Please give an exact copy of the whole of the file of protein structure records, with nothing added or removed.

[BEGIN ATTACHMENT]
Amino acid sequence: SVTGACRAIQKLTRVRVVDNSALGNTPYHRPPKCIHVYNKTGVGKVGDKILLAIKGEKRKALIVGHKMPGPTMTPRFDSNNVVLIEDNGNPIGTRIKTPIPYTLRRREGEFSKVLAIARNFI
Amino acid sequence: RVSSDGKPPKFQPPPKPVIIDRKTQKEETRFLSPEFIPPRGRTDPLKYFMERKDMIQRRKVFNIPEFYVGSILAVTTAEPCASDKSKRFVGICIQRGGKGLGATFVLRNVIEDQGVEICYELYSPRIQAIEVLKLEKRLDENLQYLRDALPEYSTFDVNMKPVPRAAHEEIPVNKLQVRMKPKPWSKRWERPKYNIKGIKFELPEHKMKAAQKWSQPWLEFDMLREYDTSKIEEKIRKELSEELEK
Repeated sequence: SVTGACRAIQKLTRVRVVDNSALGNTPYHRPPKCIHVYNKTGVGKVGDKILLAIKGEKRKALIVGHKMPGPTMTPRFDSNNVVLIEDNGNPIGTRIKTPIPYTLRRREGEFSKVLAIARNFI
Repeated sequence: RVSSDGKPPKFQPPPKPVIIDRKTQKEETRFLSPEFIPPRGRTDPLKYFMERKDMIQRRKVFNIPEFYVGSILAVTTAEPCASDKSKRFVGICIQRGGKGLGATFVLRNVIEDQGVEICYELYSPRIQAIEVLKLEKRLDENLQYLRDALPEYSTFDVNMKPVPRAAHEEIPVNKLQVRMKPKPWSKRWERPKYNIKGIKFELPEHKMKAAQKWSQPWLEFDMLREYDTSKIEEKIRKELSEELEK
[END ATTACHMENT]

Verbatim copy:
Amino acid sequence: SVTGACRAIQKLTRVRVVDNSALGNTPYHRPPKCIHVYNKTGVGKVGDKILLAIKGEKRKALIVGHKMPGPTMTPRFDSNNVVLIEDNGNPIGTRIKTPIPYTLRRREGEFSKVLAIARNFI
Amino acid sequence: RVSSDGKPPKFQPPPKPVIIDRKTQKEETRFLSPEFIPPRGRTDPLKYFMERKDMIQRRKVFNIPEFYVGSILAVTTAEPCASDKSKRFVGICIQRGGKGLGATFVLRNVIEDQGVEICYELYSPRIQAIEVLKLEKRLDENLQYLRDALPEYSTFDVNMKPVPRAAHEEIPVNKLQVRMKPKPWSKRWERPKYNIKGIKFELPEHKMKAAQKWSQPWLEFDMLREYDTSKIEEKIRKELSEELEK
Repeated sequence: SVTGACRAIQKLTRVRVVDNSALGNTPYHRPPKCIHVYNKTGVGKVGDKILLAIKGEKRKALIVGHKMPGPTMTPRFDSNNVVLIEDNGNPIGTRIKTPIPYTLRRREGEFSKVLAIARNFI
Repeated sequence: RVSSDGKPPKFQPPPKPVIIDRKTQKEETRFLSPEFIPPRGRTDPLKYFMERKDMIQRRKVFNIPEFYVGSILAVTTAEPCASDKSKRFVGICIQRGGKGLGATFVLRNVIEDQGVEICYELYSPRIQAIEVLKLEKRLDENLQYLRDALPEYSTFDVNMKPVPRAAHEEIPVNKLQVRMKPKPWSKRWERPKYNIKGIKFELPEHKMKAAQKWSQPWLEFDMLREYDTSKIEEKIRKELSEELEK